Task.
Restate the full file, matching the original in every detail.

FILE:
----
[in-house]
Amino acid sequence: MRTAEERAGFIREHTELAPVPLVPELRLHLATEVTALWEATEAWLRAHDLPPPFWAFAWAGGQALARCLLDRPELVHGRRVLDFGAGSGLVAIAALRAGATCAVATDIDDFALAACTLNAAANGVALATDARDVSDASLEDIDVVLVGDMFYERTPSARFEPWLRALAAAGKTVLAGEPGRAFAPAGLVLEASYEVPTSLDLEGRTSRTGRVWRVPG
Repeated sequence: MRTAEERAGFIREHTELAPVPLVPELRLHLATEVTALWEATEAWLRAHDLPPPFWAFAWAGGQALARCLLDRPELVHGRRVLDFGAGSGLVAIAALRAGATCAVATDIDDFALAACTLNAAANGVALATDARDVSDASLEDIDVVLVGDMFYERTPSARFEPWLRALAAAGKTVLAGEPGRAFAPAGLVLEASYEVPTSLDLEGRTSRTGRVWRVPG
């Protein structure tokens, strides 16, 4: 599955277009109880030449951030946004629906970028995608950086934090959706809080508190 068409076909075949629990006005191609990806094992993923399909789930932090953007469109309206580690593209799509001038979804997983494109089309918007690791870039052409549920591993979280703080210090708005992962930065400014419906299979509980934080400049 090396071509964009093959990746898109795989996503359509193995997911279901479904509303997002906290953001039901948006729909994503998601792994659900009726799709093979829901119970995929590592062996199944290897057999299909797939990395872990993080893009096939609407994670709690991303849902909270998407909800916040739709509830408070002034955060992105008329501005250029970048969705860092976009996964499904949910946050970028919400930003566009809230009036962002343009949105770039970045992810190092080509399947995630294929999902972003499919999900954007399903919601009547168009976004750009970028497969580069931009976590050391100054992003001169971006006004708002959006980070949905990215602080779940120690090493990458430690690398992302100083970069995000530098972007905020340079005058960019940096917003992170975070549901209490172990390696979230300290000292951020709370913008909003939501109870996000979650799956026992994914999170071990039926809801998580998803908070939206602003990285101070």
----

[in-house]
Amino acid sequence: MRTAEERAGFIREHTELAPVPLVPELRLHLATEVTALWEATEAWLRAHDLPPPFWAFAWAGGQALARCLLDRPELVHGRRVLDFGAGSGLVAIAALRAGATCAVATDIDDFALAACTLNAAANGVALATDARDVSDASLEDIDVVLVGDMFYERTPSARFEPWLRALAAAGKTVLAGEPGRAFAPAGLVLEASYEVPTSLDLEGRTSRTGRVWRVPG
Repeated sequence: MRTAEERAGFIREHTELAPVPLVPELRLHLATEVTALWEATEAWLRAHDLPPPFWAFAWAGGQALARCLLDRPELVHGRRVLDFGAGSGLVAIAALRAGATCAVATDIDDFALAACTLNAAANGVALATDARDVSDASLEDIDVVLVGDMFYERTPSARFEPWLRALAAAGKTVLAGEPGRAFAPAGLVLEASYEVPTSLDLEGRTSRTGRVWRVPG
């Protein structure tokens, strides 16, 4: 599955277009109880030449951030946004629906970028995608950086934090959706809080508190 068409076909075949629990006005191609990806094992993923399909789930932090953007469109309206580690593209799509001038979804997983494109089309918007690791870039052409549920591993979280703080210090708005992962930065400014419906299979509980934080400049 090396071509964009093959990746898109795989996503359509193995997911279901479904509303997002906290953001039901948006729909994503998601792994659900009726799709093979829901119970995929590592062996199944290897057999299909797939990395872990993080893009096939609407994670709690991303849902909270998407909800916040739709509830408070002034955060992105008329501005250029970048969705860092976009996964499904949910946050970028919400930003566009809230009036962002343009949105770039970045992810190092080509399947995630294929999902972003499919999900954007399903919601009547168009976004750009970028497969580069931009976590050391100054992003001169971006006004708002959006980070949905990215602080779940120690090493990458430690690398992302100083970069995000530098972007905020340079005058960019940096917003992170975070549901209490172990390696979230300290000292951020709370913008909003939501109870996000979650799956026992994914999170071990039926809801998580998803908070939206602003990285101070």